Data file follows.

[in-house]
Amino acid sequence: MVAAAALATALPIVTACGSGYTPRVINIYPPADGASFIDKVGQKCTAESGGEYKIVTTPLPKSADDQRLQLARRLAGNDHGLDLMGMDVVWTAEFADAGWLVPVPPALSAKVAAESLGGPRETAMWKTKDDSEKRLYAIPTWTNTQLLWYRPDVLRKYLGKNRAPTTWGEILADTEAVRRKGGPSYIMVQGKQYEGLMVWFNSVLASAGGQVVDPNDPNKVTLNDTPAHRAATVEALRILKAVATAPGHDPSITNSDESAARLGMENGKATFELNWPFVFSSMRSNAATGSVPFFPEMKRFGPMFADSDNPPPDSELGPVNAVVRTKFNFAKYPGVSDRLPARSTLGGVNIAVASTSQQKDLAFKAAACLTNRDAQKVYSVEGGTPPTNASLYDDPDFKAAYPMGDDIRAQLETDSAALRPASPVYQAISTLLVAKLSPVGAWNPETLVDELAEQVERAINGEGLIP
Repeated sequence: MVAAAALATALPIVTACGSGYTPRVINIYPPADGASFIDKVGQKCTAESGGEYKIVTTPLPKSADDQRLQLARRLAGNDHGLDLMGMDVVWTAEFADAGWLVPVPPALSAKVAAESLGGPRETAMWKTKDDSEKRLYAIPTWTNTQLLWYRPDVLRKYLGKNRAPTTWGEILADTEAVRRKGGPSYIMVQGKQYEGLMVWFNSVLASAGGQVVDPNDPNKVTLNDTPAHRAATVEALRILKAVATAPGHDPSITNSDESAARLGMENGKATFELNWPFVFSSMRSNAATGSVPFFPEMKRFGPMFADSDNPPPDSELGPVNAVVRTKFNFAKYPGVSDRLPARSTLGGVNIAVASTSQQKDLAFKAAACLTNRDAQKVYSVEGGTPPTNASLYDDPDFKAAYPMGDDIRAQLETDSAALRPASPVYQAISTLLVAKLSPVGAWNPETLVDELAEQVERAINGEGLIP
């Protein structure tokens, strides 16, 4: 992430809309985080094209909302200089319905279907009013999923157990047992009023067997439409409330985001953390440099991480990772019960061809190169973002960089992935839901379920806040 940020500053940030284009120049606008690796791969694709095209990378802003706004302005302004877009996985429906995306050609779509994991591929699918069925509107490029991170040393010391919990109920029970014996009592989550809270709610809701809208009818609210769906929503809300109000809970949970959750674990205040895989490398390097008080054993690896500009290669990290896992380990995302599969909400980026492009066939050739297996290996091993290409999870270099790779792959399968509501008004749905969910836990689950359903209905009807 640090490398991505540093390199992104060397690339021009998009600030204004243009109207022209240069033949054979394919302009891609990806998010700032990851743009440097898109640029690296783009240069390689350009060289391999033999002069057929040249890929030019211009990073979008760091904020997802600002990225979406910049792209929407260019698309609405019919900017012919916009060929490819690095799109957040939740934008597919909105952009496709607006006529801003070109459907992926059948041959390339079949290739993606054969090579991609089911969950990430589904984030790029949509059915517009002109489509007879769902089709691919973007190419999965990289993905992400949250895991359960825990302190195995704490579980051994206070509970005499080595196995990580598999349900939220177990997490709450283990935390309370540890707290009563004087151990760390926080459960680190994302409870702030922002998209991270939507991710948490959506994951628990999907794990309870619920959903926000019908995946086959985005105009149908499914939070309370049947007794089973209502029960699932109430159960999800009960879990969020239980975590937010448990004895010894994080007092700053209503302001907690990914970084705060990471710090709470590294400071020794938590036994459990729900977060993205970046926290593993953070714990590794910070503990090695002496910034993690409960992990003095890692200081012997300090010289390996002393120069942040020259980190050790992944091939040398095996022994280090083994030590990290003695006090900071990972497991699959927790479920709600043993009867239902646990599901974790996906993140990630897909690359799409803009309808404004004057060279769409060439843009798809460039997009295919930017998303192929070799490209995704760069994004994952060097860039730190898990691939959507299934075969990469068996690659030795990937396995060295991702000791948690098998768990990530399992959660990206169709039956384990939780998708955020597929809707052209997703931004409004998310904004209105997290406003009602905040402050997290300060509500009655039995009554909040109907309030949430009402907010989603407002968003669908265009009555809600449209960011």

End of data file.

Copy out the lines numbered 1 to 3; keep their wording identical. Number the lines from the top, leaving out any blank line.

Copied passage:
[in-house]
Amino acid sequence: MVAAAALATALPIVTACGSGYTPRVINIYPPADGASFIDKVGQKCTAESGGEYKIVTTPLPKSADDQRLQLARRLAGNDHGLDLMGMDVVWTAEFADAGWLVPVPPALSAKVAAESLGGPRETAMWKTKDDSEKRLYAIPTWTNTQLLWYRPDVLRKYLGKNRAPTTWGEILADTEAVRRKGGPSYIMVQGKQYEGLMVWFNSVLASAGGQVVDPNDPNKVTLNDTPAHRAATVEALRILKAVATAPGHDPSITNSDESAARLGMENGKATFELNWPFVFSSMRSNAATGSVPFFPEMKRFGPMFADSDNPPPDSELGPVNAVVRTKFNFAKYPGVSDRLPARSTLGGVNIAVASTSQQKDLAFKAAACLTNRDAQKVYSVEGGTPPTNASLYDDPDFKAAYPMGDDIRAQLETDSAALRPASPVYQAISTLLVAKLSPVGAWNPETLVDELAEQVERAINGEGLIP
Repeated sequence: MVAAAALATALPIVTACGSGYTPRVINIYPPADGASFIDKVGQKCTAESGGEYKIVTTPLPKSADDQRLQLARRLAGNDHGLDLMGMDVVWTAEFADAGWLVPVPPALSAKVAAESLGGPRETAMWKTKDDSEKRLYAIPTWTNTQLLWYRPDVLRKYLGKNRAPTTWGEILADTEAVRRKGGPSYIMVQGKQYEGLMVWFNSVLASAGGQVVDPNDPNKVTLNDTPAHRAATVEALRILKAVATAPGHDPSITNSDESAARLGMENGKATFELNWPFVFSSMRSNAATGSVPFFPEMKRFGPMFADSDNPPPDSELGPVNAVVRTKFNFAKYPGVSDRLPARSTLGGVNIAVASTSQQKDLAFKAAACLTNRDAQKVYSVEGGTPPTNASLYDDPDFKAAYPMGDDIRAQLETDSAALRPASPVYQAISTLLVAKLSPVGAWNPETLVDELAEQVERAINGEGLIP